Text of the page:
God’s Eyebrows: A Contemporary Retelling of King Saul and the Witch of Endor
Tickets are $12 and can be purchased by visiting https://nycitff2022.eventive.org/welcome.
Direct link to in-person screening, Feb 12 @ 6:00-7:30 p.m.:
Direct link to on-demand streaming online Feb 14-20:
Poet/performer Alexander Nemser is King Saul in God’s Eyebrows, a contemporary retelling of King Saul and the Witch of Endor. Picture Larry David as a Trumpian King Lear, monologuing in his personal prison of filth as he witnesses the effects of his own brutal policies. Making sorcery illegal then relying on it to save him from his rival, soon-to-be king David, a pleading King Saul visits an illegal healer to raise the dead prophet Samuel on the eve of his own unraveling.
Presented by Montreal’s Scapegoat Carnivale Theatre in association with New Ohio Theatre’s New York City Independent Theatre Film Festival, and with dramaturgy by Co-Artistic Director Joseph Shragge, God’s Eyebrows is part of Montreal’s Scapegoat Carnivale’s Soliciting Prophecy initiative. Lena Rudnick directs.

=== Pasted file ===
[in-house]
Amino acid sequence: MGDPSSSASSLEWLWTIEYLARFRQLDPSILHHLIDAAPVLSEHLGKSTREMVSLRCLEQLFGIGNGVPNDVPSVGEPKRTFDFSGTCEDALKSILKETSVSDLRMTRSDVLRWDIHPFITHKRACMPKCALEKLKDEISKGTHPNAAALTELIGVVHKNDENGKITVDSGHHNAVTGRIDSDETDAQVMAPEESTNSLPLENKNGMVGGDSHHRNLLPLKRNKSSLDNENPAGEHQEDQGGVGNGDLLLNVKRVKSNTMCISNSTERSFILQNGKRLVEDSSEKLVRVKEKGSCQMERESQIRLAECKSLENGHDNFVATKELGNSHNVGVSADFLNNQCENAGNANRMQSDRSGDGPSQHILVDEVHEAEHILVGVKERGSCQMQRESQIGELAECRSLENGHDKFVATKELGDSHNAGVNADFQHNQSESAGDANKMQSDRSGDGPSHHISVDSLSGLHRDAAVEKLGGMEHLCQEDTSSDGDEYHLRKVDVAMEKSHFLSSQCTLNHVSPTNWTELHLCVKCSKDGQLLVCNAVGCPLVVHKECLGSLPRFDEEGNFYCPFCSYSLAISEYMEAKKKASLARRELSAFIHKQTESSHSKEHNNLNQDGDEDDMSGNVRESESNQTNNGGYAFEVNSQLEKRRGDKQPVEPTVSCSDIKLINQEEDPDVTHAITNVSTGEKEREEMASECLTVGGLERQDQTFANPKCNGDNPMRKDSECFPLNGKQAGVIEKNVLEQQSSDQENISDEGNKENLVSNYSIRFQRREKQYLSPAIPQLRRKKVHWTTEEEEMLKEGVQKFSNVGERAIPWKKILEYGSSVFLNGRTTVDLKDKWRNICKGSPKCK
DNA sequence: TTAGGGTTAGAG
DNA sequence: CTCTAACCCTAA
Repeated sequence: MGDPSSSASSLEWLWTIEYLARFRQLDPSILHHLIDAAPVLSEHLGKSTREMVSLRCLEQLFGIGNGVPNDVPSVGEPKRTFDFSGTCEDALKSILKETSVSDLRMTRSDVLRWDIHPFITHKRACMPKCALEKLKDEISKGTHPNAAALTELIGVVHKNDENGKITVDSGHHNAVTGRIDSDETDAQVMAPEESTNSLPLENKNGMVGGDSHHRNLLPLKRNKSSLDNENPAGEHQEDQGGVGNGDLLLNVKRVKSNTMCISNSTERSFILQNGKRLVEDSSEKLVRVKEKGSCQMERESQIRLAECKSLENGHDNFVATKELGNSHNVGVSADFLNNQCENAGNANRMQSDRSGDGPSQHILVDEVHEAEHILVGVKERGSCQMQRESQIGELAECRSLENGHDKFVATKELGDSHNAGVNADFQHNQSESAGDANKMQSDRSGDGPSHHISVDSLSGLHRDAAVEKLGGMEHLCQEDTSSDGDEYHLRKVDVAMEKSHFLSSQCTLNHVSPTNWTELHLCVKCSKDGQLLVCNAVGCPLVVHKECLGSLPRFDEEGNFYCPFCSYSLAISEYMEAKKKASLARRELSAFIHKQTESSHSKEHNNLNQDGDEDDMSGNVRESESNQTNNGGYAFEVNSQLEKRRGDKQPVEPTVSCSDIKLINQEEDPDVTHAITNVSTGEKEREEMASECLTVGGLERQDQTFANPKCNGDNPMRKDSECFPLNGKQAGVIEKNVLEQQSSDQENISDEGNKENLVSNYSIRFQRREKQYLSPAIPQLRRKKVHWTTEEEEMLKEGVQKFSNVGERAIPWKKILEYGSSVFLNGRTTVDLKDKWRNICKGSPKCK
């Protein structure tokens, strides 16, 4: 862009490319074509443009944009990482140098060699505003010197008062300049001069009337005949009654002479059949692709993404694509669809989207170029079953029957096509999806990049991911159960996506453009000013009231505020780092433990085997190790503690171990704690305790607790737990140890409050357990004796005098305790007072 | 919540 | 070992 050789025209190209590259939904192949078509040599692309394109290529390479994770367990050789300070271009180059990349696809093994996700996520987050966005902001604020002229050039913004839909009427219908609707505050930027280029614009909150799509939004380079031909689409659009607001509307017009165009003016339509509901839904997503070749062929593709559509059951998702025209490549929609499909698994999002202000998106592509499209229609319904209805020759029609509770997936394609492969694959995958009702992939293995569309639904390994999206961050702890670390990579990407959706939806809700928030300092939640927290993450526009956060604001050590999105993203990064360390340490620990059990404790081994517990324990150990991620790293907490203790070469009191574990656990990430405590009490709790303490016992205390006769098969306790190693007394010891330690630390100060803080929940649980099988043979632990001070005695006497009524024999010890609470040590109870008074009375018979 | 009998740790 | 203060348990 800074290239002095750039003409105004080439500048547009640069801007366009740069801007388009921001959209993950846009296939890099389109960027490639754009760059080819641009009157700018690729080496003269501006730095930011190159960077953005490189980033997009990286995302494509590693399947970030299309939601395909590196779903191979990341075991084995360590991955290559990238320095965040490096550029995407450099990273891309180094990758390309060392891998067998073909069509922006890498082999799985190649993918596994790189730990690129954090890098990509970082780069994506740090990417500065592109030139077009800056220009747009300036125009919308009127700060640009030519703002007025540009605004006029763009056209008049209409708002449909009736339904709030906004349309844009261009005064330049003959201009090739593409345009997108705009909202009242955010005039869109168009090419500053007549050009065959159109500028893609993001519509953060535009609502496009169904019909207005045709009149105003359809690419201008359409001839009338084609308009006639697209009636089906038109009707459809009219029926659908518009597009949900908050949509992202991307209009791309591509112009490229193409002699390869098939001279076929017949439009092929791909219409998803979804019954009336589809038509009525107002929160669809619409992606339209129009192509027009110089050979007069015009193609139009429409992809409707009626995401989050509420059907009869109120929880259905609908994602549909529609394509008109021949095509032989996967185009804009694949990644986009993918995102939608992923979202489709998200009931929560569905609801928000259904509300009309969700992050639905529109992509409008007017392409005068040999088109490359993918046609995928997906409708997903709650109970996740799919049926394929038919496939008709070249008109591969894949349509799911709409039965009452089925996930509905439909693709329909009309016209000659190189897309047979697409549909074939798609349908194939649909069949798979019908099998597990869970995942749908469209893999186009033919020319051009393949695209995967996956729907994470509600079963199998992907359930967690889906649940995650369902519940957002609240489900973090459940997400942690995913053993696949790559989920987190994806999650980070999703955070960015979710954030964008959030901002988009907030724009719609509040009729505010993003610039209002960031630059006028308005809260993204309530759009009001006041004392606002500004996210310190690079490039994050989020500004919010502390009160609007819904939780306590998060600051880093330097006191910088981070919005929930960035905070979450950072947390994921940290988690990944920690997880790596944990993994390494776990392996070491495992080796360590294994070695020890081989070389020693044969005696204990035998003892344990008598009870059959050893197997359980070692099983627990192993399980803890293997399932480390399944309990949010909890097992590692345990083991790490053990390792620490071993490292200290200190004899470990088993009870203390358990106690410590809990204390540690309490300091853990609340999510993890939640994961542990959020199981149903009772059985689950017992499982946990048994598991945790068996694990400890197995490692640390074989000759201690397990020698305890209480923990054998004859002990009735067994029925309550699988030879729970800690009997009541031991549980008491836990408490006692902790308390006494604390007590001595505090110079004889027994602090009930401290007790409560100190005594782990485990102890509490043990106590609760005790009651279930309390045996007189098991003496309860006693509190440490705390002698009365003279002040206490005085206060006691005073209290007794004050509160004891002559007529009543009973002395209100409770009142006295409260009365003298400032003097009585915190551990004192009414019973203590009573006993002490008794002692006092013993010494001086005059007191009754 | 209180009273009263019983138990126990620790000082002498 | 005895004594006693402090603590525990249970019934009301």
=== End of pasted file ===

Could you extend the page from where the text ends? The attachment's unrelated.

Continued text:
The digital short film will be screened in-person as part of the Festival on Saturday, February 12, 2022 from 6:00-7:30 p.m. at the New Ohio Theatre, 154 Christopher Street in New York City, and streamed on-demand online Feb 14-20, 2022.
Playwright/performer Alexander Nemser said, “Former Secretary of Defense Donald Rumsfeld famously described how in the intelligence service there are ‘known knowns, known unknowns, and unknown unknowns.’ While I was working on ‘God’s Eyebrows,’ I heard a meditation teacher give a talk where she pointed out that Rumsfeld left out the ‘unknown knowns’ — what we know deep down (maybe unconsciously), but can’t really bring ourselves to accept. That got me thinking and became the secret root of the whole piece: what if as individuals, and as a society, we had effectively exiled the one knowledge we truly needed? How were we compelling others to hold it for us? What would it look like to come to it on our knees and begin reintegration?”
“I jumped at the chance to work with Alexander Nemser and Scapegoat Carnivale, especially on a piece that was so hilarious,” said Director Lena Rudnick. “I love how King Saul is characterized with so much plaintiveness. Coming out of the Trump era, we’ve been mired in super-sized villains, and it felt refreshing to look at this dreadful king as a schlocky guy who got himself in over his head and is now forced out of his comfort zone to search for spiritual answers. It’s a peculiar kind of fantasy atonement but also reminds us of the fallibility of humanness.”